From the Times: The failure of financial institutions to manage risk and the role this has played in creating today’s economic crises has created awareness of the need for a new risk-management approach. This may well become the new Holy Grail of financial economics. There are two essential constituents: first, developing a more diverse mindset regarding financial risk; and second, applying more powerful techniques to capture financial reality than risk managers have used in the past. A new method for risk management does not mean that all elements of the present system must be replaced or that all the discredited financial instruments they spawned should be discontinued. Discrimination is needed: Many existing techniques have validity, but only in certain market conditions; and innovative financial products can contribute to wealth creation, but only if they are used judiciously. A new approach must start by understanding the reasons for the failure of risk-management systems. Why did risk models grossly understate risks? Why did managements fail to understand this? And why did regulators fail to provide effective checks and balances against the banks’ risk-management mistakes? ( Read the entire article.)
NEW YORK–(BUSINESS WIRE)–The vast majority (85 percent) of corporate executives say they need to overhaul their approach to risk-management if the lessons of the economic crisis are to be used to improve business results, according to results of an Accenture (NYSE: ACN) study released today. Accenture’s 2009 Global Risk Management Study, based on a survey of 260 chief financial officers, chief risk officers and other executives with risk-management responsibilities at large companies in 21 countries, also found that 40 percent of respondents said that their companies already have increased or will increase their investments in broader risk-management capabilities in the next six months. Nearly another third (31 percent) of respondents said their companies are currently considering increasing their future investment in risk management capabilities. Read the full release.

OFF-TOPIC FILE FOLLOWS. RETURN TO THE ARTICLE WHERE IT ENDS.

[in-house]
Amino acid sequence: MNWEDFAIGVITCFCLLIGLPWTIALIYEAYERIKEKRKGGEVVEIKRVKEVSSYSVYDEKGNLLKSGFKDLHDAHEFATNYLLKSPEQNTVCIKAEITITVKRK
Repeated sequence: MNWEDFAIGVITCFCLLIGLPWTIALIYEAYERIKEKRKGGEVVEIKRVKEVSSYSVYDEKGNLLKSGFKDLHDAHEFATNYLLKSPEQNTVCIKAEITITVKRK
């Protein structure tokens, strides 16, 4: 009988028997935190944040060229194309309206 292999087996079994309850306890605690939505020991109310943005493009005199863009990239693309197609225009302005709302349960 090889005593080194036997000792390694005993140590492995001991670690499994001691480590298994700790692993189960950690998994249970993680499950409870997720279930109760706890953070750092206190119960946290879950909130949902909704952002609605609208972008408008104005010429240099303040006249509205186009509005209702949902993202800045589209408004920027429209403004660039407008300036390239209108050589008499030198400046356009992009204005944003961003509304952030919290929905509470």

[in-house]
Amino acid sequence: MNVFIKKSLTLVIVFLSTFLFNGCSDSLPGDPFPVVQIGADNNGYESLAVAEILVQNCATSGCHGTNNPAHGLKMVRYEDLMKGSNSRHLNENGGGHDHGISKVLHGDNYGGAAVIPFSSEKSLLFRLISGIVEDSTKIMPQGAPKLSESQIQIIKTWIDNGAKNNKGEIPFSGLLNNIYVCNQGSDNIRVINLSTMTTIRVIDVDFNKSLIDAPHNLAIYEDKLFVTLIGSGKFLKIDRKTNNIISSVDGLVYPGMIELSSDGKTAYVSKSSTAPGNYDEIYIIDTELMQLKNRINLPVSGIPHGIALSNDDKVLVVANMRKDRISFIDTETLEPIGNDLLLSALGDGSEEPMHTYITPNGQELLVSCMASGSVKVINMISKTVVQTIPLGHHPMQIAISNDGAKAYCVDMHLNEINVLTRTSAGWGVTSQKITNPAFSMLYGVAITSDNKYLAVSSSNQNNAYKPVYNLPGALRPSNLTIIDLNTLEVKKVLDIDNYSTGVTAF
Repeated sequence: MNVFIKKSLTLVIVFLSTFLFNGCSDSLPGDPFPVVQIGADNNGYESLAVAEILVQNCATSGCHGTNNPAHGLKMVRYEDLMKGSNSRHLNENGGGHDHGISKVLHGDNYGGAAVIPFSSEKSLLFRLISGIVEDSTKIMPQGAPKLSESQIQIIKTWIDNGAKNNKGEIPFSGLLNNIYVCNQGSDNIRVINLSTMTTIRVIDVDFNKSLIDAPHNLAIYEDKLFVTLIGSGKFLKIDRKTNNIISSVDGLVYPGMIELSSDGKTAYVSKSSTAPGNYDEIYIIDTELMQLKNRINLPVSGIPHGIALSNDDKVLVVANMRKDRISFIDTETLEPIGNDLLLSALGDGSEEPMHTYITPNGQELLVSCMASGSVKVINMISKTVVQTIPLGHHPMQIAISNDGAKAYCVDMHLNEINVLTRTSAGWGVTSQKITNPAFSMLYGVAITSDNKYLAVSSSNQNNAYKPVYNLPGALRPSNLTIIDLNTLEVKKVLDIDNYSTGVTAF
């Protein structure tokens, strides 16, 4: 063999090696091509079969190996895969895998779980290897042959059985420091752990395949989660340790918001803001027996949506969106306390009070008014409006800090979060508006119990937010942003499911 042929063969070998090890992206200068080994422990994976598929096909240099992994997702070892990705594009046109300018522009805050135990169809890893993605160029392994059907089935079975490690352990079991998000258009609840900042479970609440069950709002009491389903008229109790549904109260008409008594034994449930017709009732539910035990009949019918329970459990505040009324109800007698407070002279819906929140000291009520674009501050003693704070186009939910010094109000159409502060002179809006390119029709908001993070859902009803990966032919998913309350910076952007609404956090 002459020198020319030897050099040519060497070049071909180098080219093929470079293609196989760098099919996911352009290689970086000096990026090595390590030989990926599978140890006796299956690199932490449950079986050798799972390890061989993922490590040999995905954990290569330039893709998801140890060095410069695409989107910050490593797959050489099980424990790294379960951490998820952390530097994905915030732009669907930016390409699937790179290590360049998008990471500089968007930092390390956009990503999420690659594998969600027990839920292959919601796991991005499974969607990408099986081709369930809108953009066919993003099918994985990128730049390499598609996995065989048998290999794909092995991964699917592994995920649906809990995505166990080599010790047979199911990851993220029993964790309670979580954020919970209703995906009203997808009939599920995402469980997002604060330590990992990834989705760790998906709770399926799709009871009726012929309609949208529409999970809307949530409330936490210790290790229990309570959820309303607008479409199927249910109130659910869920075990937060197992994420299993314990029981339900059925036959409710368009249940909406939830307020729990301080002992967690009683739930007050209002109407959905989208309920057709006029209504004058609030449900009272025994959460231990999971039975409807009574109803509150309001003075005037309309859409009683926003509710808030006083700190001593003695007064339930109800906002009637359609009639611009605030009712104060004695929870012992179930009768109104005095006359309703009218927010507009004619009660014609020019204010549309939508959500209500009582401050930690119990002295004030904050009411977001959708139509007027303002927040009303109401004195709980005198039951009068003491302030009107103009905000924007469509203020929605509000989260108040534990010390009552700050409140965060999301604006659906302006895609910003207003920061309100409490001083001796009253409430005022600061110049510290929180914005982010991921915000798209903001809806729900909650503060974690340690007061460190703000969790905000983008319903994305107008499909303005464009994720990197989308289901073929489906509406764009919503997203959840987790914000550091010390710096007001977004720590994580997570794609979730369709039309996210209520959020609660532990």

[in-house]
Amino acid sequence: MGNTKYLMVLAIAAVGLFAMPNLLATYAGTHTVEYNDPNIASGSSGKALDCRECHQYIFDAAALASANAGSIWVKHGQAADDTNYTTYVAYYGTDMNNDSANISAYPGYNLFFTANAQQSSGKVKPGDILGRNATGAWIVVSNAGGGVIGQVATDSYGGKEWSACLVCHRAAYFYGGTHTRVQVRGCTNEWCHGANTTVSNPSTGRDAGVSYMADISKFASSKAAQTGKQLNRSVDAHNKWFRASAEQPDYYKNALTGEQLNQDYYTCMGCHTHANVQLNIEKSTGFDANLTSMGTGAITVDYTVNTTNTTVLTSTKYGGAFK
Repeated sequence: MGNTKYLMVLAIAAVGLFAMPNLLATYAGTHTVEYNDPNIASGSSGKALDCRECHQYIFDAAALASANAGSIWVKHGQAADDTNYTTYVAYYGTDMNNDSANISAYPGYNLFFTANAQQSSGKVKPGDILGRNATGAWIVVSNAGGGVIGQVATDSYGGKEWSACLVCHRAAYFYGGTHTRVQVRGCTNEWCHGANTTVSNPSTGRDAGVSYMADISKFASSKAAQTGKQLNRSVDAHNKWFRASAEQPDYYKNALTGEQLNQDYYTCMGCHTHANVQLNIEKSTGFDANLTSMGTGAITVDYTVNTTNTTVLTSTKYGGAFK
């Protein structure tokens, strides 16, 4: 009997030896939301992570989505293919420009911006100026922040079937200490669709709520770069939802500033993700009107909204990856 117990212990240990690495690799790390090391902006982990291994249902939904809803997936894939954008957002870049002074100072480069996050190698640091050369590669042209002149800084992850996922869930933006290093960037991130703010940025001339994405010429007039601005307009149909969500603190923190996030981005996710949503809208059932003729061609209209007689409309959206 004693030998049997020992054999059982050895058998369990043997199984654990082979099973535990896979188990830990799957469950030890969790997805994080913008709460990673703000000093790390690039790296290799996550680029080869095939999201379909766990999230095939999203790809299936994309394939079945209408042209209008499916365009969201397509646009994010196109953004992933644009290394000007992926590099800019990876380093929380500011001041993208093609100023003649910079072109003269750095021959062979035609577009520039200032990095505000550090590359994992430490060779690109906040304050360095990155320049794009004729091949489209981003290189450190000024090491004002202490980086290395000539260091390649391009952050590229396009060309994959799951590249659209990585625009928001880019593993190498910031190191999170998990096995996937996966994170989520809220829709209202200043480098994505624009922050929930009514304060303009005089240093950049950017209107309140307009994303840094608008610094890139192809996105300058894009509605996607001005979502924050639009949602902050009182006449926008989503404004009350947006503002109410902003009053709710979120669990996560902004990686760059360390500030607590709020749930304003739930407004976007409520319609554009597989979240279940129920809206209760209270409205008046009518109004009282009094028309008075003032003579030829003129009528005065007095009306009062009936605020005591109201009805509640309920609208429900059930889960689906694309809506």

The process of risk management not only involves controlling the threats or reducing their negative effects. It is a much deeper concept that also involves risk avoiding as well as risk taking.
A good risk management plan carries number of tools and strategies to mitigate risk. The strategy may be to avoid risk or transfer a component of it another project so that the impact is reduced.
Risk Management is the process of minimizing the risks in an organization. It starts with the identification and evaluation of risk followed by optimal use of resources to monitor and minimize the same.
Outsourcing or contracting out non-core services may deliver good results and substantial benefits to the organization. Nowadays, many company employ external sources and utilize their specialized services.
Portfolio Selection and Risk Management from Rice University. When an investor is faced with a portfolio choice problem, the number of possible assets and the various combinations and proportions in which each can be held can seem overwhelming. …